Heat and fatigue plague most of us. I never keep that to myself. This is when you get to play detective too. If you think the person can take a bigger bite, share. If not, back off a bit. You have to kind of see what the person can handle.

Know your own limits too. We are all super heroes, but even super heroes have limits. The Flash can only run so fast, for example. Super heroes know their limits and have enough humility to know when to stop.

It has gotten easier, as my MS shows now. People know I can’t regulate my temperature.  The ice wraps and frozen drinks give it away. Maybe me looking like a wet dishrag was a clue. I make the drowned rat style look good.

Explaining neurological fatigue is not easy. We don’t really have chronic fatigue, but it is chronic. It never goes away and sleep doesn’t mean energy, ever. It helps that my sons and husband see when I begin to wilt. Around others I say it politely and do what I got to do. I exit the stage and if people boo and hiss, I let them. Take care of YOU. Self-awareness is important too.

Awareness is tough, but be aware that you are the one dealing with MS on a personal level. Fatigue and heat ruin YOUR fun. We are the ones who deal with what happens when we get too tired and/or hot.

Years ago, I once got too hot and lost vision in both eyes for about 30 minutes. My life stopped. Fear tore me apart. No one else knew and life didn’t stop for them. It was a very long 30 minutes for me.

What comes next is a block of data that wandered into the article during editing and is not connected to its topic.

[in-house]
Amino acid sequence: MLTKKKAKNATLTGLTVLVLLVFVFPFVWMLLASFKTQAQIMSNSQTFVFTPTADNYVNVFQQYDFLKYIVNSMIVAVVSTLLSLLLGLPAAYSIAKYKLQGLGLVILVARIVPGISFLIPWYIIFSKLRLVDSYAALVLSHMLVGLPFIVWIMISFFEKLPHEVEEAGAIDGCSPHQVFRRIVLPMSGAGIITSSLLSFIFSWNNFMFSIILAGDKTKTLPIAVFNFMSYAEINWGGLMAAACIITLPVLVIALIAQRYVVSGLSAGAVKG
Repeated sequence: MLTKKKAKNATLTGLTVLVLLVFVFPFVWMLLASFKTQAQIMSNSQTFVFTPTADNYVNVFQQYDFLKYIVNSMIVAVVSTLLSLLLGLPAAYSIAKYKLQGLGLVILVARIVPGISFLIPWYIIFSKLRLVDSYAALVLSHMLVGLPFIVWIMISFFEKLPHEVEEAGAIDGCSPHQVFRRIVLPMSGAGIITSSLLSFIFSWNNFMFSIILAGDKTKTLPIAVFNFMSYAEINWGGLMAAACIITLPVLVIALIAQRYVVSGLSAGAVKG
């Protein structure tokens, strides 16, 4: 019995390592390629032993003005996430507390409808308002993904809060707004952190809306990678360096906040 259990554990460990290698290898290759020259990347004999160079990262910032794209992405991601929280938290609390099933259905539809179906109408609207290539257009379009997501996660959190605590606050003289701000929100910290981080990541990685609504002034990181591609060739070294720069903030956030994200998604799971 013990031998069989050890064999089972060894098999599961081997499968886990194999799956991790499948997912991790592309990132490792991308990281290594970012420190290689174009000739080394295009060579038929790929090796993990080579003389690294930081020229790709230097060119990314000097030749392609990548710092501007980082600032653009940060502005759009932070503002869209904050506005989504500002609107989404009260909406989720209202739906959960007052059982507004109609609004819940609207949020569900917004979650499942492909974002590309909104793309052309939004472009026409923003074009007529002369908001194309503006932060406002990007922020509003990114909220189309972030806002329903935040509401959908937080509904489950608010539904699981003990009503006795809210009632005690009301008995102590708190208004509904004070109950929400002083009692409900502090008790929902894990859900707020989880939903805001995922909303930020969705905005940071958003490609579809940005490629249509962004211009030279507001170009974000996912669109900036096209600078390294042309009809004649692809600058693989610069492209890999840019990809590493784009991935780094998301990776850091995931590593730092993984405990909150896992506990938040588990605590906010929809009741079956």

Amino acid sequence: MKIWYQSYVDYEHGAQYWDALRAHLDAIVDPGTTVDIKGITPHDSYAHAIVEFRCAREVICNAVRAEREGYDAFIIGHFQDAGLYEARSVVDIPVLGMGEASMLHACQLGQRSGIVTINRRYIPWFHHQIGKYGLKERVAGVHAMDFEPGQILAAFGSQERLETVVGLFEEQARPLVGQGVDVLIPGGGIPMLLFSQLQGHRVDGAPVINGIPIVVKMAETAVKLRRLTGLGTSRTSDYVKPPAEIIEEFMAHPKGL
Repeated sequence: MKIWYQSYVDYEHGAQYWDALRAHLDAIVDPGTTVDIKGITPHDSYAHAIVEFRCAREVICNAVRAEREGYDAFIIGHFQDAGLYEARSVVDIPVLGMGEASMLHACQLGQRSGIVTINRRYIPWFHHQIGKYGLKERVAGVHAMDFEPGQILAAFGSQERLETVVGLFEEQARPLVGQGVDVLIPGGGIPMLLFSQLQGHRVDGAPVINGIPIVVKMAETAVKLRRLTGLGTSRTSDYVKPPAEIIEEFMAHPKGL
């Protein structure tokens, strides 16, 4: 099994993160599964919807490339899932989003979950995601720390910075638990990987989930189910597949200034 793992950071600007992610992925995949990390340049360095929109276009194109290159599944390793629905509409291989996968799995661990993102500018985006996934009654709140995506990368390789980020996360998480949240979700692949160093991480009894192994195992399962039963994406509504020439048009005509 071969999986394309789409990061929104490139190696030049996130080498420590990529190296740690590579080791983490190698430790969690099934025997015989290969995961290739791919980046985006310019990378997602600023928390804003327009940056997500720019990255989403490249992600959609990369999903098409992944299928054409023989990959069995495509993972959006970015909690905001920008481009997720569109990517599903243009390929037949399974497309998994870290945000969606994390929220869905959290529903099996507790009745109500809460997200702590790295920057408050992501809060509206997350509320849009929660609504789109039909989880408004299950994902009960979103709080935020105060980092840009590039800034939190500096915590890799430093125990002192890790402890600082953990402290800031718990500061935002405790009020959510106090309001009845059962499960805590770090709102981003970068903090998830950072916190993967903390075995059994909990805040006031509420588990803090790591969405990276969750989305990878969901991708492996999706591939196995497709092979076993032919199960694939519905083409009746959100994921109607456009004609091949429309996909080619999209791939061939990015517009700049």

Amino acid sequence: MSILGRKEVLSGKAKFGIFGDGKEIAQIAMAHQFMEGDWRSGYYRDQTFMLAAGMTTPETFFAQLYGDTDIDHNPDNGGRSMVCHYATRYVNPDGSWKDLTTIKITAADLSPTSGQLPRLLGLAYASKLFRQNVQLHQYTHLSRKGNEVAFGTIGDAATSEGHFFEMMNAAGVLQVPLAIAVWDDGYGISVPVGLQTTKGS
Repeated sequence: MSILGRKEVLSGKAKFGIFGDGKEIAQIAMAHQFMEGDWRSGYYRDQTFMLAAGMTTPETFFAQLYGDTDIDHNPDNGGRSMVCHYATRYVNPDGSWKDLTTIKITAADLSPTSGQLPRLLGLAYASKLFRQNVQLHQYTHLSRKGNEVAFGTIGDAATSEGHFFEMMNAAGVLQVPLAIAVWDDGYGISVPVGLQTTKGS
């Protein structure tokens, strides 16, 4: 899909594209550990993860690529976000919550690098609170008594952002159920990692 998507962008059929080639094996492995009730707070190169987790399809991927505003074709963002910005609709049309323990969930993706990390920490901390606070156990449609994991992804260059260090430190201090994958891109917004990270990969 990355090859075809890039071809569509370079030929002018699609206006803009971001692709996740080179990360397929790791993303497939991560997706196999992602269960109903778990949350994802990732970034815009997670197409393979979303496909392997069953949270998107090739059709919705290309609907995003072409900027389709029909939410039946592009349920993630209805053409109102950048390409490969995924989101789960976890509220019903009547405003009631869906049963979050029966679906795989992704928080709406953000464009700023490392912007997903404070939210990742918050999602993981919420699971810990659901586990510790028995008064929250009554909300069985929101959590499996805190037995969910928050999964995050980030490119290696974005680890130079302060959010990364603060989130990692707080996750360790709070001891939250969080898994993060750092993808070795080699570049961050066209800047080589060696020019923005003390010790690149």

We have roadblocks and we have to find a way around them. Even if people had known, would it have made my eyesight come back faster?  If I had avoided getting hot, my sight would have been fine. Learn to be on top of your own awareness.  Awareness goes both ways.


What’s New?

By Lauren Kovacs

I know this is very hard. Fear is paralyzing, even without MS.  You wonder why you didn’t wear your brown pants when trying something new. I am not suggesting Bungee jumping in your wheelchair or am I?

Branch out a bit.  I skied the Swiss Alps, was a gymnast, a college cheerleader and hiked the Highlands of Scotland.  Physical freedom may be way out of reach now for most of us now.  Wheelchair wheels don’t do well in mud and sheep poop.  Do something small instead.  Be adventurous.  My adventurous thing is leaving the house wearing regular jeans.

Try something new to you.  People may not be impressed that you can do something, but you might.  When I rode horses, for therapy, they had me ride backwards to work other muscles.  I hated it and was terrified.  But, not many people have seen the southbound end of a horse while it walked around the ring. Try.  You may surprise yourself.

I have terrible hand coordination. I got a Knifty Knitter hoop and made hats.  Takes me days, but when I am done I know I accomplished something.  Others may not appreciate your hard work, but you know.  Maybe you need to see and touch your accomplishments.

Pick a new thing and try it.  I tried painting with my non-dominant hand. I used to be a great painter and it was so bad my kids could not even tell what it was. I no longer paint, but I tried it.